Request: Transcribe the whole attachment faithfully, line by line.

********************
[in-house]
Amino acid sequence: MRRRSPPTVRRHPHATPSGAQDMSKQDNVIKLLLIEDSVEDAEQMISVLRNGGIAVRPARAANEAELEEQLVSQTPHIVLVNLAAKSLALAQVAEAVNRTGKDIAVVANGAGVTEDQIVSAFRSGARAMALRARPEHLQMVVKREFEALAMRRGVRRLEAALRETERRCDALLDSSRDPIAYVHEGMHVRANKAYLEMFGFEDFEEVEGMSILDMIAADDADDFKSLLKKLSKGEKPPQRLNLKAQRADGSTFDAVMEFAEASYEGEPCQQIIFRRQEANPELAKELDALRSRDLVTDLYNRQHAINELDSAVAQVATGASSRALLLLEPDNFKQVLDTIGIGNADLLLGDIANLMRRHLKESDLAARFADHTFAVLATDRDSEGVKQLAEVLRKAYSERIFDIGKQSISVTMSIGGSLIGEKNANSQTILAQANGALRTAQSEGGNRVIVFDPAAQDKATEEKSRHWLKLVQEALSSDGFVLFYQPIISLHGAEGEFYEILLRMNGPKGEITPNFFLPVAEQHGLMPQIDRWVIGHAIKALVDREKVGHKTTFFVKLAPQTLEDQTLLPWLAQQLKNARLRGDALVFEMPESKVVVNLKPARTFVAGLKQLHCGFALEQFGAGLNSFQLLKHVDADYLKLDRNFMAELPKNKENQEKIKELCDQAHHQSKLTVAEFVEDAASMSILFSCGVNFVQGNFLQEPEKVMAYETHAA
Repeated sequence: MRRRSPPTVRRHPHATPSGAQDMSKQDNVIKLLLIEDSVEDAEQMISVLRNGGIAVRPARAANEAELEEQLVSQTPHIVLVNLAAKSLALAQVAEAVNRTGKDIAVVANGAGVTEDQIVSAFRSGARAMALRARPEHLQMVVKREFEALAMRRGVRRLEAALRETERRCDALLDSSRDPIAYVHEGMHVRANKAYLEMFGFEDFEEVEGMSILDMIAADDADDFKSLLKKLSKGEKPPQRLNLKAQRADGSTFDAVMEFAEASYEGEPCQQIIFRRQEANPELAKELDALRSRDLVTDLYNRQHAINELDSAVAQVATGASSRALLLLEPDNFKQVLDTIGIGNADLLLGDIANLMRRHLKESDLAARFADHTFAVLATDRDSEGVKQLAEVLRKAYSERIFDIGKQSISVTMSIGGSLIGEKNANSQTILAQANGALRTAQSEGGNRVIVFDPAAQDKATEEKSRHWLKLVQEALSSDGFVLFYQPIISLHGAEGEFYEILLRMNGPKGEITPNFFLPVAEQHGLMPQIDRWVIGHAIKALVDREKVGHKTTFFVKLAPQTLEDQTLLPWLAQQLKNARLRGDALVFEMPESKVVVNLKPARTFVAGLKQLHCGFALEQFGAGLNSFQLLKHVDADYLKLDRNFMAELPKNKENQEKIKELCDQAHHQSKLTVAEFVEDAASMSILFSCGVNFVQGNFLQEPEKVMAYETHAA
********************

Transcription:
[in-house]
Amino acid sequence: MRRRSPPTVRRHPHATPSGAQDMSKQDNVIKLLLIEDSVEDAEQMISVLRNGGIAVRPARAANEAELEEQLVSQTPHIVLVNLAAKSLALAQVAEAVNRTGKDIAVVANGAGVTEDQIVSAFRSGARAMALRARPEHLQMVVKREFEALAMRRGVRRLEAALRETERRCDALLDSSRDPIAYVHEGMHVRANKAYLEMFGFEDFEEVEGMSILDMIAADDADDFKSLLKKLSKGEKPPQRLNLKAQRADGSTFDAVMEFAEASYEGEPCQQIIFRRQEANPELAKELDALRSRDLVTDLYNRQHAINELDSAVAQVATGASSRALLLLEPDNFKQVLDTIGIGNADLLLGDIANLMRRHLKESDLAARFADHTFAVLATDRDSEGVKQLAEVLRKAYSERIFDIGKQSISVTMSIGGSLIGEKNANSQTILAQANGALRTAQSEGGNRVIVFDPAAQDKATEEKSRHWLKLVQEALSSDGFVLFYQPIISLHGAEGEFYEILLRMNGPKGEITPNFFLPVAEQHGLMPQIDRWVIGHAIKALVDREKVGHKTTFFVKLAPQTLEDQTLLPWLAQQLKNARLRGDALVFEMPESKVVVNLKPARTFVAGLKQLHCGFALEQFGAGLNSFQLLKHVDADYLKLDRNFMAELPKNKENQEKIKELCDQAHHQSKLTVAEFVEDAASMSILFSCGVNFVQGNFLQEPEKVMAYETHAA
Repeated sequence: MRRRSPPTVRRHPHATPSGAQDMSKQDNVIKLLLIEDSVEDAEQMISVLRNGGIAVRPARAANEAELEEQLVSQTPHIVLVNLAAKSLALAQVAEAVNRTGKDIAVVANGAGVTEDQIVSAFRSGARAMALRARPEHLQMVVKREFEALAMRRGVRRLEAALRETERRCDALLDSSRDPIAYVHEGMHVRANKAYLEMFGFEDFEEVEGMSILDMIAADDADDFKSLLKKLSKGEKPPQRLNLKAQRADGSTFDAVMEFAEASYEGEPCQQIIFRRQEANPELAKELDALRSRDLVTDLYNRQHAINELDSAVAQVATGASSRALLLLEPDNFKQVLDTIGIGNADLLLGDIANLMRRHLKESDLAARFADHTFAVLATDRDSEGVKQLAEVLRKAYSERIFDIGKQSISVTMSIGGSLIGEKNANSQTILAQANGALRTAQSEGGNRVIVFDPAAQDKATEEKSRHWLKLVQEALSSDGFVLFYQPIISLHGAEGEFYEILLRMNGPKGEITPNFFLPVAEQHGLMPQIDRWVIGHAIKALVDREKVGHKTTFFVKLAPQTLEDQTLLPWLAQQLKNARLRGDALVFEMPESKVVVNLKPARTFVAGLKQLHCGFALEQFGAGLNSFQLLKHVDADYLKLDRNFMAELPKNKENQEKIKELCDQAHHQSKLTVAEFVEDAASMSILFSCGVNFVQGNFLQEPEKVMAYETHAA